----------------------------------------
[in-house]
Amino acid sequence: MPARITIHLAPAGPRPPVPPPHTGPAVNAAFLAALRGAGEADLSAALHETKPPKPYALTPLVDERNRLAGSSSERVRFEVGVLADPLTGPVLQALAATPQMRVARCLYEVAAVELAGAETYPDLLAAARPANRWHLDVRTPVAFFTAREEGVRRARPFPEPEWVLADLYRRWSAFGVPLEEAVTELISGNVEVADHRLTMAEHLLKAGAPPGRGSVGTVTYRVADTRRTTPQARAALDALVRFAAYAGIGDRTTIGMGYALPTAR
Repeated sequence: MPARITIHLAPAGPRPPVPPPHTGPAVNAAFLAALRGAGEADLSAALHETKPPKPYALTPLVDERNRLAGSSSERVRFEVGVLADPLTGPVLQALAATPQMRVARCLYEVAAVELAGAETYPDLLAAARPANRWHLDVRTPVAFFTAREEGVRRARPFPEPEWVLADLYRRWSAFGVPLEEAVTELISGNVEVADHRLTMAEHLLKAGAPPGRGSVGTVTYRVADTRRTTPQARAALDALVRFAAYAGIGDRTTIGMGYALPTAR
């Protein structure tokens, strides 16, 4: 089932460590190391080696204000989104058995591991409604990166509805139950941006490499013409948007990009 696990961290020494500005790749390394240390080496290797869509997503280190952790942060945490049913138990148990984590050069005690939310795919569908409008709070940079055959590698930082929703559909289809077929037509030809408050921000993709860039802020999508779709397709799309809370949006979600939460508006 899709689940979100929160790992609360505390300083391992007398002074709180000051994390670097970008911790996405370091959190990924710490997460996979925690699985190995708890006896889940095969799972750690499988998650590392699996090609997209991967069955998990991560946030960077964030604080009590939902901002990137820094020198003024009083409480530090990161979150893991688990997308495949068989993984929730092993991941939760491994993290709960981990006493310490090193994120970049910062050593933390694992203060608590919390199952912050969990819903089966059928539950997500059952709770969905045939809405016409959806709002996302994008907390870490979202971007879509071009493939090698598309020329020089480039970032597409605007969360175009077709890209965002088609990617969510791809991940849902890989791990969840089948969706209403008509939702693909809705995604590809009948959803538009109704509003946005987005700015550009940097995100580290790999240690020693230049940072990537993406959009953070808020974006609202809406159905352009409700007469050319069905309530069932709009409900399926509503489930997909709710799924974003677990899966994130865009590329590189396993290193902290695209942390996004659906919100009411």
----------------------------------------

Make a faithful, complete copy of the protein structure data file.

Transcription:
[in-house]
Amino acid sequence: MPARITIHLAPAGPRPPVPPPHTGPAVNAAFLAALRGAGEADLSAALHETKPPKPYALTPLVDERNRLAGSSSERVRFEVGVLADPLTGPVLQALAATPQMRVARCLYEVAAVELAGAETYPDLLAAARPANRWHLDVRTPVAFFTAREEGVRRARPFPEPEWVLADLYRRWSAFGVPLEEAVTELISGNVEVADHRLTMAEHLLKAGAPPGRGSVGTVTYRVADTRRTTPQARAALDALVRFAAYAGIGDRTTIGMGYALPTAR
Repeated sequence: MPARITIHLAPAGPRPPVPPPHTGPAVNAAFLAALRGAGEADLSAALHETKPPKPYALTPLVDERNRLAGSSSERVRFEVGVLADPLTGPVLQALAATPQMRVARCLYEVAAVELAGAETYPDLLAAARPANRWHLDVRTPVAFFTAREEGVRRARPFPEPEWVLADLYRRWSAFGVPLEEAVTELISGNVEVADHRLTMAEHLLKAGAPPGRGSVGTVTYRVADTRRTTPQARAALDALVRFAAYAGIGDRTTIGMGYALPTAR
């Protein structure tokens, strides 16, 4: 089932460590190391080696204000989104058995591991409604990166509805139950941006490499013409948007990009 696990961290020494500005790749390394240390080496290797869509997503280190952790942060945490049913138990148990984590050069005690939310795919569908409008709070940079055959590698930082929703559909289809077929037509030809408050921000993709860039802020999508779709397709799309809370949006979600939460508006 899709689940979100929160790992609360505390300083391992007398002074709180000051994390670097970008911790996405370091959190990924710490997460996979925690699985190995708890006896889940095969799972750690499988998650590392699996090609997209991967069955998990991560946030960077964030604080009590939902901002990137820094020198003024009083409480530090990161979150893991688990997308495949068989993984929730092993991941939760491994993290709960981990006493310490090193994120970049910062050593933390694992203060608590919390199952912050969990819903089966059928539950997500059952709770969905045939809405016409959806709002996302994008907390870490979202971007879509071009493939090698598309020329020089480039970032597409605007969360175009077709890209965002088609990617969510791809991940849902890989791990969840089948969706209403008509939702693909809705995604590809009948959803538009109704509003946005987005700015550009940097995100580290790999240690020693230049940072990537993406959009953070808020974006609202809406159905352009409700007469050319069905309530069932709009409900399926509503489930997909709710799924974003677990899966994130865009590329590189396993290193902290695209942390996004659906919100009411």